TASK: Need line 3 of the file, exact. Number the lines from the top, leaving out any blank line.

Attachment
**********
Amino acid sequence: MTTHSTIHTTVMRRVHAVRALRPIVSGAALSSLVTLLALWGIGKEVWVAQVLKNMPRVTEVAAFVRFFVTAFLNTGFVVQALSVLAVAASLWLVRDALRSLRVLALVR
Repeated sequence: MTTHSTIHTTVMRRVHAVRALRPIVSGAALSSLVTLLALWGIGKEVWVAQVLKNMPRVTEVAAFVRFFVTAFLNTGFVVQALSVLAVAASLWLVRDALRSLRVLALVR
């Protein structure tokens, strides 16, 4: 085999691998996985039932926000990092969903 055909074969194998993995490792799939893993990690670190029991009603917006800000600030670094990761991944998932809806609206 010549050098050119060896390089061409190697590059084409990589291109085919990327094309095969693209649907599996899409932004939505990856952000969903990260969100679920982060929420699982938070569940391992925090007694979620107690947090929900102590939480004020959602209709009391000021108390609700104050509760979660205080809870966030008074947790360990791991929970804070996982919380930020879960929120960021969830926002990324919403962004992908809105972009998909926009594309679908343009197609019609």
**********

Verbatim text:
């Protein structure tokens, strides 16, 4: 085999691998996985039932926000990092969903 055909074969194998993995490792799939893993990690670190029991009603917006800000600030670094990761991944998932809806609206 010549050098050119060896390089061409190697590059084409990589291109085919990327094309095969693209649907599996899409932004939505990856952000969903990260969100679920982060929420699982938070569940391992925090007694979620107690947090929900102590939480004020959602209709009391000021108390609700104050509760979660205080809870966030008074947790360990791991929970804070996982919380930020879960929120960021969830926002990324919403962004992908809105972009998909926009594309679908343009197609019609």